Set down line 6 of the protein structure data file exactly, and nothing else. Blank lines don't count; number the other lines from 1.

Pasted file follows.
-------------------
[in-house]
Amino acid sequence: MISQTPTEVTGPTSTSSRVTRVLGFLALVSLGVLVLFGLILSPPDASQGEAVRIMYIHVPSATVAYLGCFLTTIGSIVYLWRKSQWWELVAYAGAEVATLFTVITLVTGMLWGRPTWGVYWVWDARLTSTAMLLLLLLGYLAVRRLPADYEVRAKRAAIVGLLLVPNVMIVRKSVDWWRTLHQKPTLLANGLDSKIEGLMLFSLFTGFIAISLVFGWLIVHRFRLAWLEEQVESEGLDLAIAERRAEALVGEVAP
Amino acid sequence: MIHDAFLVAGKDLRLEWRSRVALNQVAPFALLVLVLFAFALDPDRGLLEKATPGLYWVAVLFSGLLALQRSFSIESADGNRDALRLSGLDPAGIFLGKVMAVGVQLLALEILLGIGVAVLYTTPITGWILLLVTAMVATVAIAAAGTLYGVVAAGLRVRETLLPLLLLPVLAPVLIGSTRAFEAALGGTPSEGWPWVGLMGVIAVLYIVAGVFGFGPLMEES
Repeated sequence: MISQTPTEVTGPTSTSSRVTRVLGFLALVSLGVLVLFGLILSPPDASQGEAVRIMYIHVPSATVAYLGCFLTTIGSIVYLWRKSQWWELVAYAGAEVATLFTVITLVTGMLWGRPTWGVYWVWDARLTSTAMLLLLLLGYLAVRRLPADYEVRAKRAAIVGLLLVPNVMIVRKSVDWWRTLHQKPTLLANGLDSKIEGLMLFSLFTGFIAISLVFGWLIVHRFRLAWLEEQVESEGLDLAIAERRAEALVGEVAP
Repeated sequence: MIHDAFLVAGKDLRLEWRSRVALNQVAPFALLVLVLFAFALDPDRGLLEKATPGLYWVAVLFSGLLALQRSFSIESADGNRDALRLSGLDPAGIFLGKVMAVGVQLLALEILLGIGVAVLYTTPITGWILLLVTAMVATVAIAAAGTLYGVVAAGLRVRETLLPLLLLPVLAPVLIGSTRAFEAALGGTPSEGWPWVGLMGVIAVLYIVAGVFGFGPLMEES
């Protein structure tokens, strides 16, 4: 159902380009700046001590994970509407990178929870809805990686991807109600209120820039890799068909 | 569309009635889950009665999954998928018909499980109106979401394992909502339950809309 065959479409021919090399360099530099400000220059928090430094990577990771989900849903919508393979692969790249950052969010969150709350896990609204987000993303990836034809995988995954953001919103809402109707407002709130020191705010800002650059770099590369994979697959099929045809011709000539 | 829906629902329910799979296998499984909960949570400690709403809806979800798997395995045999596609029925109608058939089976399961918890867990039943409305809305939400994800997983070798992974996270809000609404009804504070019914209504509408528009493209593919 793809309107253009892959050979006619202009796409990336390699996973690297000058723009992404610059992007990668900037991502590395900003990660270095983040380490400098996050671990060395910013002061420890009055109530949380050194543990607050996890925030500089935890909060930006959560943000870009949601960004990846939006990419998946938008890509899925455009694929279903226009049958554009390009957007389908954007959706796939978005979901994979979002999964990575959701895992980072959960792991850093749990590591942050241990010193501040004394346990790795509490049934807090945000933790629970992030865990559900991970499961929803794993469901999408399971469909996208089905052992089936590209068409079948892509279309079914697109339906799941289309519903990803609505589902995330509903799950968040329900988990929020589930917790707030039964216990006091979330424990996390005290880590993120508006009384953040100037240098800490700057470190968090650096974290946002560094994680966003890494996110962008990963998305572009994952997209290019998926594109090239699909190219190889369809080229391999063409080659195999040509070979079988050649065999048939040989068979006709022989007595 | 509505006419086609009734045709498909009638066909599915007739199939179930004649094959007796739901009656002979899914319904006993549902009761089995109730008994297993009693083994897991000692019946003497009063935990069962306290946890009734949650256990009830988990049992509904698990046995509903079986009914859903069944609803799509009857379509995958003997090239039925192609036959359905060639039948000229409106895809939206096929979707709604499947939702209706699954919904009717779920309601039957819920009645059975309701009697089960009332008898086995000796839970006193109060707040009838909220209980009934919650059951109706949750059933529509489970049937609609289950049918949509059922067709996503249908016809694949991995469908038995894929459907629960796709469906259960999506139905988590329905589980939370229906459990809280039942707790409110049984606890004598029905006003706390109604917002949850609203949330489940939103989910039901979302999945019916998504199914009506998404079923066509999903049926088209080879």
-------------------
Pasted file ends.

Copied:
């Protein structure tokens, strides 16, 4: 159902380009700046001590994970509407990178929870809805990686991807109600209120820039890799068909 | 569309009635889950009665999954998928018909499980109106979401394992909502339950809309 065959479409021919090399360099530099400000220059928090430094990577990771989900849903919508393979692969790249950052969010969150709350896990609204987000993303990836034809995988995954953001919103809402109707407002709130020191705010800002650059770099590369994979697959099929045809011709000539 | 829906629902329910799979296998499984909960949570400690709403809806979800798997395995045999596609029925109608058939089976399961918890867990039943409305809305939400994800997983070798992974996270809000609404009804504070019914209504509408528009493209593919 793809309107253009892959050979006619202009796409990336390699996973690297000058723009992404610059992007990668900037991502590395900003990660270095983040380490400098996050671990060395910013002061420890009055109530949380050194543990607050996890925030500089935890909060930006959560943000870009949601960004990846939006990419998946938008890509899925455009694929279903226009049958554009390009957007389908954007959706796939978005979901994979979002999964990575959701895992980072959960792991850093749990590591942050241990010193501040004394346990790795509490049934807090945000933790629970992030865990559900991970499961929803794993469901999408399971469909996208089905052992089936590209068409079948892509279309079914697109339906799941289309519903990803609505589902995330509903799950968040329900988990929020589930917790707030039964216990006091979330424990996390005290880590993120508006009384953040100037240098800490700057470190968090650096974290946002560094994680966003890494996110962008990963998305572009994952997209290019998926594109090239699909190219190889369809080229391999063409080659195999040509070979079988050649065999048939040989068979006709022989007595 | 509505006419086609009734045709498909009638066909599915007739199939179930004649094959007796739901009656002979899914319904006993549902009761089995109730008994297993009693083994897991000692019946003497009063935990069962306290946890009734949650256990009830988990049992509904698990046995509903079986009914859903069944609803799509009857379509995958003997090239039925192609036959359905060639039948000229409106895809939206096929979707709604499947939702209706699954919904009717779920309601039957819920009645059975309701009697089960009332008898086995000796839970006193109060707040009838909220209980009934919650059951109706949750059933529509489970049937609609289950049918949509059922067709996503249908016809694949991995469908038995894929459907629960796709469906259960999506139905988590329905589980939370229906459990809280039942707790409110049984606890004598029905006003706390109604917002949850609203949330489940939103989910039901979302999945019916998504199914009506998404079923066509999903049926088209080879």